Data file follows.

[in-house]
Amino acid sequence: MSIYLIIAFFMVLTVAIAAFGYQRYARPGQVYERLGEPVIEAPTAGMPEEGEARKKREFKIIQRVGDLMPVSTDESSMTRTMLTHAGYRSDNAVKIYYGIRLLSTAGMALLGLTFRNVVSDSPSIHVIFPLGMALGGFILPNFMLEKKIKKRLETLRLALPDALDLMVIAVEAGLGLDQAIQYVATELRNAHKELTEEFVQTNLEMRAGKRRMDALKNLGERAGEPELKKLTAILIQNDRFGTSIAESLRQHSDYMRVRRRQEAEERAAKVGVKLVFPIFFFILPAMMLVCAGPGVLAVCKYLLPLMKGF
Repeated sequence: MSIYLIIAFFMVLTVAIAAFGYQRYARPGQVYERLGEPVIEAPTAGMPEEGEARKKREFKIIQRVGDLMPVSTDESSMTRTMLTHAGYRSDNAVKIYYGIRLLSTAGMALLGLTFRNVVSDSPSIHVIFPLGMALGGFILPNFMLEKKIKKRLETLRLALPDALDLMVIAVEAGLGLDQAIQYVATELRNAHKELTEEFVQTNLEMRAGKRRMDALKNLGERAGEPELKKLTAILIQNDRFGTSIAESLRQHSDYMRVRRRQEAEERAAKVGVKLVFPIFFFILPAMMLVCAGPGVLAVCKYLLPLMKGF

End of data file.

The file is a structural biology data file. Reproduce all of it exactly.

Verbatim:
[in-house]
Amino acid sequence: MSIYLIIAFFMVLTVAIAAFGYQRYARPGQVYERLGEPVIEAPTAGMPEEGEARKKREFKIIQRVGDLMPVSTDESSMTRTMLTHAGYRSDNAVKIYYGIRLLSTAGMALLGLTFRNVVSDSPSIHVIFPLGMALGGFILPNFMLEKKIKKRLETLRLALPDALDLMVIAVEAGLGLDQAIQYVATELRNAHKELTEEFVQTNLEMRAGKRRMDALKNLGERAGEPELKKLTAILIQNDRFGTSIAESLRQHSDYMRVRRRQEAEERAAKVGVKLVFPIFFFILPAMMLVCAGPGVLAVCKYLLPLMKGF
Repeated sequence: MSIYLIIAFFMVLTVAIAAFGYQRYARPGQVYERLGEPVIEAPTAGMPEEGEARKKREFKIIQRVGDLMPVSTDESSMTRTMLTHAGYRSDNAVKIYYGIRLLSTAGMALLGLTFRNVVSDSPSIHVIFPLGMALGGFILPNFMLEKKIKKRLETLRLALPDALDLMVIAVEAGLGLDQAIQYVATELRNAHKELTEEFVQTNLEMRAGKRRMDALKNLGERAGEPELKKLTAILIQNDRFGTSIAESLRQHSDYMRVRRRQEAEERAAKVGVKLVFPIFFFILPAMMLVCAGPGVLAVCKYLLPLMKGF